For those of you who have Mathcad, designing a differential amplifier is really easy.

Let’s say you need to design a unipolar to bipolar converter and you decide to use a differential amplifier for this task. You know the input and output voltage range and you need to calculate the resistors based on a voltage reference you have in the system. All you have to do is to create a Mathcad file for a quick response. Then store it some place for future designs.

If you would like to know why the unipolar to bipolar converter can be designed with a differential amplifier, read this article, Design a Unipolar to Bipolar Converter for a Unipolar Voltage Output DAC .

Let’s take an example.

If you have a DAC that outputs 0 to +2.5V, with a reference of 2.5V, and you need a bipolar output of –1V to +1V, write down the differential amplifier transfer function as follows:

where the resistors are those in Figure 1. For the proof of this transfer function read How to Derive the Differential Amplifier Transfer Function.

Let’s rewrite the transfer function as a mathematical relation that depends on the resistor ratios R1/R2 and R4/R3.

This is the equation form we will use in Mathcad. I use it for clarity and to show the resistor ratios.

Open Mathcad and type the voltage reference and a choice for R2 and R3, say 10 kOhm. On the next line type some guess values for R1 and R4, say 10 kOhm also. These two resistors are the unknowns.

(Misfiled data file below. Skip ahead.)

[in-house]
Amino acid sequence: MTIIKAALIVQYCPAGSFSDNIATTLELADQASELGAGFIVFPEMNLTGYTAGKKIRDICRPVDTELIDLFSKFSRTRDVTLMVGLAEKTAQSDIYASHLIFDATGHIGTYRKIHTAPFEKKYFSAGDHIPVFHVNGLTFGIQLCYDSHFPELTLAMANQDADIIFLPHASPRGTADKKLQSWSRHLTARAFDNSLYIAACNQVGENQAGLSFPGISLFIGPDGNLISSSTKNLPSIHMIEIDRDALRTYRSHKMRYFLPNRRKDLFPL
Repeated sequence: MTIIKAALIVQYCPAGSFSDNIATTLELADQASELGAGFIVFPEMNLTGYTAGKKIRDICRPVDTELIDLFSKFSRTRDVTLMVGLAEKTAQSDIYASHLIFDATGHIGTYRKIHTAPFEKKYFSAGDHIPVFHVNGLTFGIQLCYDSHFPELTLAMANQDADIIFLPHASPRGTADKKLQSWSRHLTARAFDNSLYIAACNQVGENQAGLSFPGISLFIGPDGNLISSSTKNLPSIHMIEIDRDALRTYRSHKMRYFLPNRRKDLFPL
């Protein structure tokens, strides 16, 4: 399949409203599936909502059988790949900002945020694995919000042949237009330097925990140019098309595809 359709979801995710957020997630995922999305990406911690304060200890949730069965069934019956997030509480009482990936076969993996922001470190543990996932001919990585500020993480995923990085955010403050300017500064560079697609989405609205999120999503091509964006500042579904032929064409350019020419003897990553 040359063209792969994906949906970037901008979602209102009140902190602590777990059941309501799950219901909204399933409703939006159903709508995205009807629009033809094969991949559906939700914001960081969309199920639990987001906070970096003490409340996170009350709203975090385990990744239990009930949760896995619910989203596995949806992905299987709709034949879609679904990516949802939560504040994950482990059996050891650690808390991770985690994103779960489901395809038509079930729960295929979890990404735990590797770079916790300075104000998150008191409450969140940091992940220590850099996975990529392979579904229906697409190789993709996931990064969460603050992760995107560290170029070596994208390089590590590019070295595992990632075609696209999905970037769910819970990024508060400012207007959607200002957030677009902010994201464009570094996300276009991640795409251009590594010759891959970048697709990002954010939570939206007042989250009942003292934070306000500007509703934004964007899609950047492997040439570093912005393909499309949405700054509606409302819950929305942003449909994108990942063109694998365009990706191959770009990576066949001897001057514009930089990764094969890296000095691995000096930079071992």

Next comes a solving block for two equations with two unknowns. The solving block is delimited by the keywords Given and Find.

Inside the solving block lets write the differential amplifier transfer function in two instances, one when the output voltage is –1V and one for +1V. I also replaced V2 with Vref and V1 with the input signal. The Mathcad code should look like this:

The “Find” function gives the answer in the form of a matrix of one column and two rows. For this example, R1 = 7.5 kOhm and R4 = 4 kOhm. Choose the standard values of 7.5 kOhm 1% and 4.02 kOhm 1% respectively. During the Mathcad calculations I prefer to attach the units as well. If there is a mistake, Mathcad will flag that the units do not match. This is a great way to verify your equations and assumptions on fly.

Figure 2 shows the final schematic.

I applied this method and it works great. For some input/output ranges I am getting a negative value for R1 or R4. Why is that?

A negative resistance is theoretical. The system of equations has a solution, but the solution is negative. It means that your design needs an extra source of energy in order to output the voltage range you need for the given input range. In practice, you have two choices: change the reference voltage, or change the amplifier topology. A lot of times it is easier to change the reference value than to change the op amp configuration. This method is great because it lets you find the correct resistor values by trying different voltage references.

Which Mathcad version did you use?

I used Mathcad 2001. However, any version between 2001 and Mathcad 14 would work the same.

where can i get Mathcad.Is there a Mathcad equivalent that works on Linux.

Mathcad is owned and distributed by PTC. Here is the link:

http://www.ptc.com/products/mathcad/

They have a trial version and also a student version. I am not aware of any Linux version.

Great article. Precise and brief. Great job

A free and cross-platform (i.e. it works on Linux) Mathcad-like alternative is:

http://en.smath.info/

which also has a cloud version.

It is not as extensive as Mathcad but it is very like Mathcad to use and should handle the Mathcad calculations given here.

Thank you, Andy, for you comment. I was not aware of this math program. I will check it in the next few days.